Behold:

Butcher steak with a chicken leg
again... 80% meat with 10% bone BUT no offal tonight - I'll make up for it tomorrow night.

Like I keep trying to tell people, raw feeding shouldn't be turned into a complicated affair, keep it simple.

http://farm4.static.flickr.com/3083/3177487705_267d7c6908_m.jpg

http://farm4.static.flickr.com/3307/3178323288_661b1ebe49_m.jpg

LittleMonster
January 7th, 2009, 06:29 PM
dang, if i were there i'd steal a bowl and throw it on the bbq. :thumbs up

Thank you for the sample menu!

bendyfoot
January 8th, 2009, 11:28 AM
Keep 'em coming MH, this is helpful, and also making me feel like my choices so for have been good ones! :D

now, I know you told me to keep it simple, but I am a complicator by nature, so I will ask another question :laughing:

You mix up types of food (meat, bone, offal) in most meals. Is there any harm, in your opinion, in feeding the same proportions (80-10-10) without mixing the items? For example, I've been tending to feed ALL meat or ALL meaty bones or ALL offal in one meal (although they do get two meals a day so it varies daily I suppose, like this morning was meat and tonight will be meaty bones), tomorrow will be meaty bones in am and organ at night...this is ok too? (just tell me to stop fussing so much and I will :o:laughing:)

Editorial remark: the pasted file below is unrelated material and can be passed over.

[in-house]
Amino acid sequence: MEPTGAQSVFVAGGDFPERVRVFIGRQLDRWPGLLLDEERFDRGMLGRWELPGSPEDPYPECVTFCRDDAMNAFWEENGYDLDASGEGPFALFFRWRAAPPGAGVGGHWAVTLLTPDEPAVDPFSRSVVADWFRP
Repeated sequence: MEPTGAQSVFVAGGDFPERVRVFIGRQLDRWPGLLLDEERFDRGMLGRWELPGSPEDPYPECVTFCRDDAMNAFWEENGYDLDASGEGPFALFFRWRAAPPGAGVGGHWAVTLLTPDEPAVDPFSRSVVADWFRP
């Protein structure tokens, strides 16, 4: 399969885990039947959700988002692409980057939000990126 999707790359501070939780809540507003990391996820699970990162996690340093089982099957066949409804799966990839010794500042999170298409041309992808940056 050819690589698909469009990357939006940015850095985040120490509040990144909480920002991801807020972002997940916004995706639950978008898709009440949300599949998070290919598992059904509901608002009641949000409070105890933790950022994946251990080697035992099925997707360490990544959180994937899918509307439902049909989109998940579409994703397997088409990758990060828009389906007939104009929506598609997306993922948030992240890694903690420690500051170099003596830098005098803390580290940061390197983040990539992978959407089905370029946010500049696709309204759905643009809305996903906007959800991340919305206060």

Masha
January 8th, 2009, 11:32 AM
How about fish? Do you feed raw fish to your dogs? I read that its best to feed 1 fish a week, raw. Do you feed it whole? Raw? Which types? How often/how much?

Do you buy your meat at a regular supermarket? Some people told me that supermarket chicken is too high in antibiotics and hormones... but the organic one costs sooo much...

I am currently doing 2-3 days a week on raw, and trying to absorb as much info as possible so that i can finally be brave enough to switch to 100% raw.

This is a great thread, thanks for the photos!

Love4himies
January 8th, 2009, 11:38 AM
Bendyfoot, no problem, especially since I'm doing this anyways for one of our adopters who is taking on one of our sharpei and wants to try to continue with the raw.

Everynight I've been sending her the dog's menu. I can constantly add it here for a week so that you can see. The only problem is the pictures. I'll try to upload them somewhere so I can add the pictures here.